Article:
the statement which he proposed to make; and it also announces to me that your Majesty therefore considered it incumbent on you, to defer naming a day to me, until the further result of the Prince of Wales's intention should have been made known to your Majesty.

This determination of your Majesty, on this request, made by his Royal Highness, I humbly trust your Majesty will permit me to entreat you, in your most gracious justice, to reconsider. Your Majesty, I am convinced, must have been surprised at the time, and prevailed upon by the importunity of the Prince of Wales, to think this determination necessary, or your Majesty's generosity and justice. would never have adopted it. And if I can satisfy your Majesty of the unparalleled injustice, and cruelty of this interposition of the Prince of Wales, at such a time, and under such circumstances, I feel the most perfect confidence that your Majesty will hasten to recall it.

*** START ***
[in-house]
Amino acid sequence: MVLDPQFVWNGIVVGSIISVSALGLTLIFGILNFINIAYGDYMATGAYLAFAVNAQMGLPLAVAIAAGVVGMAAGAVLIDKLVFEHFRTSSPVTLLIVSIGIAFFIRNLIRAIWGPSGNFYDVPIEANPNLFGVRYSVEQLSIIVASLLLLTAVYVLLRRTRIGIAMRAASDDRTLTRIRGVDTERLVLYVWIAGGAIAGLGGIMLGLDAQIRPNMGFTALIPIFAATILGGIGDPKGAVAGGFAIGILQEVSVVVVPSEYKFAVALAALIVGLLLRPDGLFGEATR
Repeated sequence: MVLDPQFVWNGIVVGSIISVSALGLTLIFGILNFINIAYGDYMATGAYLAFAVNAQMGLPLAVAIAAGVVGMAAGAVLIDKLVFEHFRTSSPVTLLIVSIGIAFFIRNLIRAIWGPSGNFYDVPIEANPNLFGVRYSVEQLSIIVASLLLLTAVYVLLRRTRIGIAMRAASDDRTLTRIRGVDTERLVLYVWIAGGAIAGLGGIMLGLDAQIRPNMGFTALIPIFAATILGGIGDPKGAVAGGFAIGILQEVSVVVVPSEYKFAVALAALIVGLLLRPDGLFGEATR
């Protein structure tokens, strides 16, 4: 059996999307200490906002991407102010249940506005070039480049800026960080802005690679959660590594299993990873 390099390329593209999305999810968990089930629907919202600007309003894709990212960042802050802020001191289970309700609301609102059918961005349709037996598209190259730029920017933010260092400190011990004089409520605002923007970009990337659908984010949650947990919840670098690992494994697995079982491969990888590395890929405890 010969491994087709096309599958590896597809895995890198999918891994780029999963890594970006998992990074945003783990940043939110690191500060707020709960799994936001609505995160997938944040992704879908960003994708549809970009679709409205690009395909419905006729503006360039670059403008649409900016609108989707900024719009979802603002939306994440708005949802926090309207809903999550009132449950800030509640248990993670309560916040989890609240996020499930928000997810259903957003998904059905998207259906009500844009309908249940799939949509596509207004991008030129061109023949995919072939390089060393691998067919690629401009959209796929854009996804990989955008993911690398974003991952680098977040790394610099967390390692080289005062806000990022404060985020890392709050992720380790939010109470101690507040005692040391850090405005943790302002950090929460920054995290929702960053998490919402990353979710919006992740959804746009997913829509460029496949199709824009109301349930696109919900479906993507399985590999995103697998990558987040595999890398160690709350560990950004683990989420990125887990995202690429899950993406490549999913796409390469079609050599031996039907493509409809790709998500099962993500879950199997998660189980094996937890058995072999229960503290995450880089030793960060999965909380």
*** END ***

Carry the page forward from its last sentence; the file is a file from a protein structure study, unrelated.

I should basely be wanting to my own interest and feelings, if I did not plainly state my sense of that injustice, and cruelty; and if I did not most loudly complain of it. Your Majesty will better perceive the just grounds of my complaint, when I retrace the course of these proceedings from their commencement.

The four noble Lords, appointed by your Majesty to inquire into the charges brought against me, in their Report of the 14th of July last, after having stated that His Royal Highness the Prince of Wales

had had laid before him, the charge which was made against me by Lady Douglas, and the declaration in support of it, proceed in the following manner.